Ahmadinejad questions Holocaust but denies being anti-Semite
Iranian President Mahmoud Ahmadinejad questioned the historic dimensions of the Holocaust but rejected being an anti-Semite, the Fars news agency reported Friday, dra reported.
"The West made a claim [about the Holocaust] and urges all the people in the world to accept it or otherwise go to prison," Ahmadinejad told a group of Islamic scholars Thursday in Nigeria, where he attended a summit of the Developing Eight, a group of countries with large Muslim populations.
"The West allows everybody to question prophets and even God but not posing a simple question and open the black box of a historic event," he charged.
Ahmadinejad had earlier sparked international fury by calling for the eradication of the Jewish state from the Middle East and its relocation to Europe or North America and by describing the murders of 6 million European Jews by Germany's Nazi regime as a "fairy tale."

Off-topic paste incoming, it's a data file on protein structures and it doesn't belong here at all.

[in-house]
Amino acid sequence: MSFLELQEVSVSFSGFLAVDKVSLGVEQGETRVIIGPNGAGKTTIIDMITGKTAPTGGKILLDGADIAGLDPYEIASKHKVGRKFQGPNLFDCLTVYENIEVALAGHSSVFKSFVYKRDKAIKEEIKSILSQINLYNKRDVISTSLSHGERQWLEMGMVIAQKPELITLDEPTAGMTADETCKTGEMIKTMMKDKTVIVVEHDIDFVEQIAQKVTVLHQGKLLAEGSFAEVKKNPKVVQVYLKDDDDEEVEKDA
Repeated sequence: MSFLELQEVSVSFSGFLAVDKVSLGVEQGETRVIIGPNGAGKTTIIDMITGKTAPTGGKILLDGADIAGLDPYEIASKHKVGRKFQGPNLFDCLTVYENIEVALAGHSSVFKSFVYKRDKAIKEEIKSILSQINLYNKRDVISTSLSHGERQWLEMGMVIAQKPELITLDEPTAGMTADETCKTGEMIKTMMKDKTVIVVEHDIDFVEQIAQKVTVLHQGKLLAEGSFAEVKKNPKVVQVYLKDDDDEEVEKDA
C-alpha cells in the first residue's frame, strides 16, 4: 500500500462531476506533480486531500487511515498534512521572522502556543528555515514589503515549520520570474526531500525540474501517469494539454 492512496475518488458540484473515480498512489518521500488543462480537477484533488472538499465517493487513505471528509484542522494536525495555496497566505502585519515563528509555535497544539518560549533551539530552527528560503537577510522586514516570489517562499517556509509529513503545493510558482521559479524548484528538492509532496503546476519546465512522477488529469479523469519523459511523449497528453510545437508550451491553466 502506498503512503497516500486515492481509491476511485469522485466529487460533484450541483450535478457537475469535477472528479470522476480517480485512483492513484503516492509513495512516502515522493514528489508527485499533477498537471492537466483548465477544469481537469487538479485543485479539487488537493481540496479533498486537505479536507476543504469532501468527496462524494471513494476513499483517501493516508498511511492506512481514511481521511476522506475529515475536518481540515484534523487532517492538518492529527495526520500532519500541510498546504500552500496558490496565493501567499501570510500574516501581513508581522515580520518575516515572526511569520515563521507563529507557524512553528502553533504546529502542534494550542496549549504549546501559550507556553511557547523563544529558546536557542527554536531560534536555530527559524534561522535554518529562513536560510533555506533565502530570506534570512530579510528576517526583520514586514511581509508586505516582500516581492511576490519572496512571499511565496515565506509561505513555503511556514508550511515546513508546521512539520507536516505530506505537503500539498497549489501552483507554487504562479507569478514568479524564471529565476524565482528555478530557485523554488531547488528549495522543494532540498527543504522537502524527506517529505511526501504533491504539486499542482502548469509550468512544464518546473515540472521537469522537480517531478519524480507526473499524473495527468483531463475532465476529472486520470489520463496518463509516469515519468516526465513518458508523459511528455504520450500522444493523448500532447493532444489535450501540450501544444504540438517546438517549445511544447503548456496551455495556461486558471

He said Thursday that the Holocaust was an excuse for Israel and the West to take land away from millions of Palestinians and give it to Israel.
Iran does not recognize Israel and said a referendum by all Palestinians, including refugees, and Jews should decide the future fate of a Palestinian state.
"We are after a diplomatic settlement through a referendum, but they [the West] say Ahmadinejad wants to kill people and is an anti-Semite," the Iranian president said.
"No, this is wrong," he added. "I love all Muslims, Christians and Jews. What I dislike are the Zionists, which is a party and has availed itself of the Holocaust as an excuse to establish the illegitimate state of Israel."
The West fears the political differences between Iran and Israel might lead to a military confrontation between the two countries. The international concern has increased amid fears that Iran might be using its nuclear programme to make an atomic bomb.
Iran has missiles with ranges of 2000 kilometres, with which it could target any part of Israel.
Tehran has said it has no secret nuclear projects and all its military capabilities were merely for self-defence and deterrence.
But Tehran also warned that if Israel attacks the country's nuclear sites, Iran would use its missiles to bomb Israel in retaliation.